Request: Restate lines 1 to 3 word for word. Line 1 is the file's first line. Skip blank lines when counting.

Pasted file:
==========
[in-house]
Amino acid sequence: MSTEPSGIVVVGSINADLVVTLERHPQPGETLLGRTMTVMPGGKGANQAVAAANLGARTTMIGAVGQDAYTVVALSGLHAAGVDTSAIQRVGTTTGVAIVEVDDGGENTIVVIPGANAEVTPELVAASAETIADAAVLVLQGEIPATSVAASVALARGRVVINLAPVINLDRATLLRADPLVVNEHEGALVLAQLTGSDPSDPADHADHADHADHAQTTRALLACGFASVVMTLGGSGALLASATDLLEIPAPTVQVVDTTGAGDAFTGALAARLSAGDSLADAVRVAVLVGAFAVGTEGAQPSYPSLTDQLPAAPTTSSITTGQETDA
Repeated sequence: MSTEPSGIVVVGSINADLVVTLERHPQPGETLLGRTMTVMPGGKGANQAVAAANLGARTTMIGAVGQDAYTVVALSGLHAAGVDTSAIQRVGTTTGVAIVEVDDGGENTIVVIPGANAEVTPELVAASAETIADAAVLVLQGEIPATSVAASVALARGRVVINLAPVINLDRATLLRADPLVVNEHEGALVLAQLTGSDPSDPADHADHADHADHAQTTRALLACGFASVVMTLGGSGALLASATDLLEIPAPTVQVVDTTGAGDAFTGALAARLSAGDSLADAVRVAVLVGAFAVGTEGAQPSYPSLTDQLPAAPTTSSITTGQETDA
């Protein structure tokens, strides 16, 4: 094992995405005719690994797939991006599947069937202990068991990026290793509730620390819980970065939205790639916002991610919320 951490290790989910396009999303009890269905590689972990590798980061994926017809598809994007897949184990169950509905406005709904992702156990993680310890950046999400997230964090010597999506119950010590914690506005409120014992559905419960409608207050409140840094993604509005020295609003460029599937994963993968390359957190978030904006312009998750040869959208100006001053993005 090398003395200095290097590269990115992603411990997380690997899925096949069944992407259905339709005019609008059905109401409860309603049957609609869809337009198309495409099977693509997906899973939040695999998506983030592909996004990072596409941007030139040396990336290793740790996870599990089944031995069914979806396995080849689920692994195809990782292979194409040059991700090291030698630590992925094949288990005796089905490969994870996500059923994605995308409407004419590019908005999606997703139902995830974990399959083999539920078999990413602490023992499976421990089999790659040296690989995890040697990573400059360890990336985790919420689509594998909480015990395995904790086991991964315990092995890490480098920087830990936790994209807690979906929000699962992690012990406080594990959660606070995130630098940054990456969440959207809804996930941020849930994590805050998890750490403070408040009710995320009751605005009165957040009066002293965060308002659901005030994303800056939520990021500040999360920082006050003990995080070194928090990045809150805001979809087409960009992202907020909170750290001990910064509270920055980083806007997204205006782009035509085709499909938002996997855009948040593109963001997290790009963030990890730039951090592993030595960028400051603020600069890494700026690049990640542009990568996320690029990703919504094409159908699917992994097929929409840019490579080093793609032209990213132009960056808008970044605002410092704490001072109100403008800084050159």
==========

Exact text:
[in-house]
Amino acid sequence: MSTEPSGIVVVGSINADLVVTLERHPQPGETLLGRTMTVMPGGKGANQAVAAANLGARTTMIGAVGQDAYTVVALSGLHAAGVDTSAIQRVGTTTGVAIVEVDDGGENTIVVIPGANAEVTPELVAASAETIADAAVLVLQGEIPATSVAASVALARGRVVINLAPVINLDRATLLRADPLVVNEHEGALVLAQLTGSDPSDPADHADHADHADHAQTTRALLACGFASVVMTLGGSGALLASATDLLEIPAPTVQVVDTTGAGDAFTGALAARLSAGDSLADAVRVAVLVGAFAVGTEGAQPSYPSLTDQLPAAPTTSSITTGQETDA
Repeated sequence: MSTEPSGIVVVGSINADLVVTLERHPQPGETLLGRTMTVMPGGKGANQAVAAANLGARTTMIGAVGQDAYTVVALSGLHAAGVDTSAIQRVGTTTGVAIVEVDDGGENTIVVIPGANAEVTPELVAASAETIADAAVLVLQGEIPATSVAASVALARGRVVINLAPVINLDRATLLRADPLVVNEHEGALVLAQLTGSDPSDPADHADHADHADHAQTTRALLACGFASVVMTLGGSGALLASATDLLEIPAPTVQVVDTTGAGDAFTGALAARLSAGDSLADAVRVAVLVGAFAVGTEGAQPSYPSLTDQLPAAPTTSSITTGQETDA